A California state senator, the third to face charges this year, was accused with 25 other people in a conspiracy that federal prosecutors said included firearms trafficking, money laundering, murder-for-hire and drug distribution.
California State Senator Leland Yee, 65, the first Chinese-American elected to the California Senate, was accused in a complaint unsealed on Wednesday of six counts of conspiracy to traffic in firearms without a license and one count of defrauding citizens of honest services, federal prosecutors in San Francisco said in a statement.
Yee, who represents San Mateo County and part of San Francisco, is the third senate Democrat to face federal charges this year. A Los Angeles County lawmaker was convicted in January of falsifying his residency in his legislative district, while another pleaded not guilty to charges that he took bribes in a corruption sting.
Since 2011, Yee allegedly raised thousands of dollars with a co-defendant to pay off debts from a failed campaign for San Francisco mayor and to support his current run for California secretary of state by soliciting donations from undercover FBI agents in exchange for favors, including supporting a state Public Health Department contract for an agent’s purported client, the statement said.
The co-defendant, Keith Jackson, told an undercover agent in August last year that Yee had a contact in arms trafficking and sought a campaign donation for Yee to set up a meeting with the arms dealer, prosecutors said.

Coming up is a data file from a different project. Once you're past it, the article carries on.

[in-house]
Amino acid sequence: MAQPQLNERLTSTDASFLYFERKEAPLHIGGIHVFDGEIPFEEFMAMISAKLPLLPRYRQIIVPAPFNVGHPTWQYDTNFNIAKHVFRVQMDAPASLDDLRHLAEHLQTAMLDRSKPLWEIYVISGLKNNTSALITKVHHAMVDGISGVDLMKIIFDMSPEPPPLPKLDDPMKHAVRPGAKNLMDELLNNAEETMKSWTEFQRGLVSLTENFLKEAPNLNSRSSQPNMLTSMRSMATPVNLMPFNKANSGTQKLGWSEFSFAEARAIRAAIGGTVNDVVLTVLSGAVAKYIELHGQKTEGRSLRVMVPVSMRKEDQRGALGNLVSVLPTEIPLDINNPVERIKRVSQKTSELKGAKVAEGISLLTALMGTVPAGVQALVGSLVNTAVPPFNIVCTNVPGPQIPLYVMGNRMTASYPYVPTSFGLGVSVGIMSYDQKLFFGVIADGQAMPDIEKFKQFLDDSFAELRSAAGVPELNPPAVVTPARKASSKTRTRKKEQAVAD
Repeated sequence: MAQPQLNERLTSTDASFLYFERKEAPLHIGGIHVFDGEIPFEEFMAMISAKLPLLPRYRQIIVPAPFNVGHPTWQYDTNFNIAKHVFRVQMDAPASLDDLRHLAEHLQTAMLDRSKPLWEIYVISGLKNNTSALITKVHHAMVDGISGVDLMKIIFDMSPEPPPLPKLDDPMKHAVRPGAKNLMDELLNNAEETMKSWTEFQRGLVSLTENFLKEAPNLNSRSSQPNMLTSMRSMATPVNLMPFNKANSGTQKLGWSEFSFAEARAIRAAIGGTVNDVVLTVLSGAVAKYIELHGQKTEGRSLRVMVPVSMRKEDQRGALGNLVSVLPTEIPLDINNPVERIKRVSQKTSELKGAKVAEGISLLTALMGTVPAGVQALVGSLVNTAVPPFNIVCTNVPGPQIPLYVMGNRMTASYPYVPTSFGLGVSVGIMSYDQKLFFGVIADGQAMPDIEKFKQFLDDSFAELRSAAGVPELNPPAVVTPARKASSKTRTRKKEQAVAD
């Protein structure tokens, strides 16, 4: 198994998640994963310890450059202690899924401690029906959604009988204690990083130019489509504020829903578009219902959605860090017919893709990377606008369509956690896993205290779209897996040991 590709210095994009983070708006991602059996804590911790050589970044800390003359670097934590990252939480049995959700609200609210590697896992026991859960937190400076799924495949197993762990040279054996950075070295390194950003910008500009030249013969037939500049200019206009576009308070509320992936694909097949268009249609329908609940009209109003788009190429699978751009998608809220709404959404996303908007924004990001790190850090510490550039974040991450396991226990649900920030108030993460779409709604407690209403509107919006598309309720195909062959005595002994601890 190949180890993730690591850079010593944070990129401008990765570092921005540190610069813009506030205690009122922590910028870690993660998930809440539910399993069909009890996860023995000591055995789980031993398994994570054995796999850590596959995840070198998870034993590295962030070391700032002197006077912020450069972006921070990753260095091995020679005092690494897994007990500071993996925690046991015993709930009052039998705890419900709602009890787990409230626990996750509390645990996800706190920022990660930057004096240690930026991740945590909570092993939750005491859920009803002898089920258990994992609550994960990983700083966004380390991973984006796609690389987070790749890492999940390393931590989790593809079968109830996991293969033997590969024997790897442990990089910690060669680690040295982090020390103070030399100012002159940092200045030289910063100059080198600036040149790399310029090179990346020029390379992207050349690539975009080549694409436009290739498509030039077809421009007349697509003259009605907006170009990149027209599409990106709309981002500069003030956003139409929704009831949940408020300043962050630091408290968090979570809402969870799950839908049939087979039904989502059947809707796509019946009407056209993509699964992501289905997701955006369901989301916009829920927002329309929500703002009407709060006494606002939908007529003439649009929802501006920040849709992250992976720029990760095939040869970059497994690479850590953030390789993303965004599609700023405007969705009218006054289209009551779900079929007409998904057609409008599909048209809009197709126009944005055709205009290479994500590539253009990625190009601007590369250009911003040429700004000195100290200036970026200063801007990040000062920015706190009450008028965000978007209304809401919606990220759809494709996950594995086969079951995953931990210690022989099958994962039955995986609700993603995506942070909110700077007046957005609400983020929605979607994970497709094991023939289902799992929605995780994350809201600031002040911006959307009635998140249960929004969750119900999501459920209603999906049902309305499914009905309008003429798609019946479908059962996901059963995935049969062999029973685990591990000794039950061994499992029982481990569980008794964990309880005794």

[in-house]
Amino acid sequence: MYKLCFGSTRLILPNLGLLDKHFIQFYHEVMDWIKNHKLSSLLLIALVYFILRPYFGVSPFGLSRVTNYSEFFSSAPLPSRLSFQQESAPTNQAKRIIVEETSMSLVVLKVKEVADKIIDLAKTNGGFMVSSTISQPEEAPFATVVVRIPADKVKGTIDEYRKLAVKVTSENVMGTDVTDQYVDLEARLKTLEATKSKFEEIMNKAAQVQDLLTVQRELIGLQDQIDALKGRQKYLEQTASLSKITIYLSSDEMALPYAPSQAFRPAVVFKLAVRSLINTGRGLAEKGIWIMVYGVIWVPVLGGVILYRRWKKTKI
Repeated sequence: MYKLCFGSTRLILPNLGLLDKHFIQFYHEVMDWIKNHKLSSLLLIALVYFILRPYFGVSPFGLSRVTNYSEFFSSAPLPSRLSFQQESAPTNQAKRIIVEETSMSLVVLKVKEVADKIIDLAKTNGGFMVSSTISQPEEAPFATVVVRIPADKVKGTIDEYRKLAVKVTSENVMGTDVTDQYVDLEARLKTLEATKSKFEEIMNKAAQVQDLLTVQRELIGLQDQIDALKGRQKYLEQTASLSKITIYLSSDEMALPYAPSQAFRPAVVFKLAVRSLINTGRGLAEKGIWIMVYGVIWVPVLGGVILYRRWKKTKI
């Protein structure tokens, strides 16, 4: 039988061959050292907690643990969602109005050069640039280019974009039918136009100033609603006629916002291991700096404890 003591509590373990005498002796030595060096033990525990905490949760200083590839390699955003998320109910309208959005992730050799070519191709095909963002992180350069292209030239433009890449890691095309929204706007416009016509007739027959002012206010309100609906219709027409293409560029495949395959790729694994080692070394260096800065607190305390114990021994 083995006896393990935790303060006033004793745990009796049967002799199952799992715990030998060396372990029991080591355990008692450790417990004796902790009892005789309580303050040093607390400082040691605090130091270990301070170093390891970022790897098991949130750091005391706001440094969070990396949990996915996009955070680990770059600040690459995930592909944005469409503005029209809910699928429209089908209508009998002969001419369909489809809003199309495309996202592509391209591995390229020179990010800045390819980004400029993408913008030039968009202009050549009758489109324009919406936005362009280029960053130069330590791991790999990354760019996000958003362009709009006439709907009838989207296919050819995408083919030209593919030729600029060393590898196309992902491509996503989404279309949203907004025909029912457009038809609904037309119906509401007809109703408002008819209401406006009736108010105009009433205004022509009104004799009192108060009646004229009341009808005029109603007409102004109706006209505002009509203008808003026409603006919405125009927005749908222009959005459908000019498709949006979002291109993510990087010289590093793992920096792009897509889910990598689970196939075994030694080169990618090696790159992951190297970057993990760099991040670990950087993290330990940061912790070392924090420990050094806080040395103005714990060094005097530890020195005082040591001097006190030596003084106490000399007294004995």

Jackson was charged with conspiracy to traffic in firearms, narcotics distribution and use of an interstate commerce facility for the commission of a murder-for-hire, prosecutors said.
Defendant Raymond “Shrimp Boy” Chow, identified as the leader of the San Francisco-based Chee Kung Tong organization, allegedly introduced Jackson to an undercover agent.
Prosecutors said Jackson is a “consultant” to Chee Kung Tong and sold firearms to the agent and conspired to commit a murder-for-hire requested by the agent.
Chow was charged with money laundering and other counts.
California Senate President pro tempore Darrell Steinberg said Yee must resign or the Senate would immediately hold a vote to suspend him.
“Leland Yee, yes, innocent until proven guilty, must leave the Senate and leave it now,” Steinberg said at a statehouse press conference.
Yee, a former child psychologist, served on the San Francisco board of supervisors, the city’s legislative body, until he won a state Assembly seat in 2002. He rose to the rank of speaker pro tem, the second-highest position in the chamber. Four years later, he won a seat in the Senate.